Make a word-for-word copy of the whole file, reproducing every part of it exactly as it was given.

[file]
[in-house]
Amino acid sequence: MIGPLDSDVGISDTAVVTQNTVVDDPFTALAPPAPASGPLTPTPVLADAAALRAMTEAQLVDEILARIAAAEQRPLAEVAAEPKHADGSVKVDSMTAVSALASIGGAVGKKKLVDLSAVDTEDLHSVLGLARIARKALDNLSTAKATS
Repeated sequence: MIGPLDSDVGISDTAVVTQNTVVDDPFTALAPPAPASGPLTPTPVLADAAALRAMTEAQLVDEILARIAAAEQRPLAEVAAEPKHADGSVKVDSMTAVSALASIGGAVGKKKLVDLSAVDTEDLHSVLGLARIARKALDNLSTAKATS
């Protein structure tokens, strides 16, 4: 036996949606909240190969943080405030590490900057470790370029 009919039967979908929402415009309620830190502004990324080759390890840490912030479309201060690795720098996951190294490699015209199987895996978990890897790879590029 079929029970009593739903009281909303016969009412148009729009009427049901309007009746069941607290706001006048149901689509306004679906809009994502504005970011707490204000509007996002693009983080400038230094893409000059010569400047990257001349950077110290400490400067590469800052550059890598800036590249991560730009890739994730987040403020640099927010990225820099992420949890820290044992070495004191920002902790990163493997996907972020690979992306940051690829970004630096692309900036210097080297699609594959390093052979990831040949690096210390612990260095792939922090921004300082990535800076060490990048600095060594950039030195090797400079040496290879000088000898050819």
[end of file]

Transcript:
[in-house]
Amino acid sequence: MIGPLDSDVGISDTAVVTQNTVVDDPFTALAPPAPASGPLTPTPVLADAAALRAMTEAQLVDEILARIAAAEQRPLAEVAAEPKHADGSVKVDSMTAVSALASIGGAVGKKKLVDLSAVDTEDLHSVLGLARIARKALDNLSTAKATS
Repeated sequence: MIGPLDSDVGISDTAVVTQNTVVDDPFTALAPPAPASGPLTPTPVLADAAALRAMTEAQLVDEILARIAAAEQRPLAEVAAEPKHADGSVKVDSMTAVSALASIGGAVGKKKLVDLSAVDTEDLHSVLGLARIARKALDNLSTAKATS
């Protein structure tokens, strides 16, 4: 036996949606909240190969943080405030590490900057470790370029 009919039967979908929402415009309620830190502004990324080759390890840490912030479309201060690795720098996951190294490699015209199987895996978990890897790879590029 079929029970009593739903009281909303016969009412148009729009009427049901309007009746069941607290706001006048149901689509306004679906809009994502504005970011707490204000509007996002693009983080400038230094893409000059010569400047990257001349950077110290400490400067590469800052550059890598800036590249991560730009890739994730987040403020640099927010990225820099992420949890820290044992070495004191920002902790990163493997996907972020690979992306940051690829970004630096692309900036210097080297699609594959390093052979990831040949690096210390612990260095792939922090921004300082990535800076060490990048600095060594950039030195090797400079040496290879000088000898050819």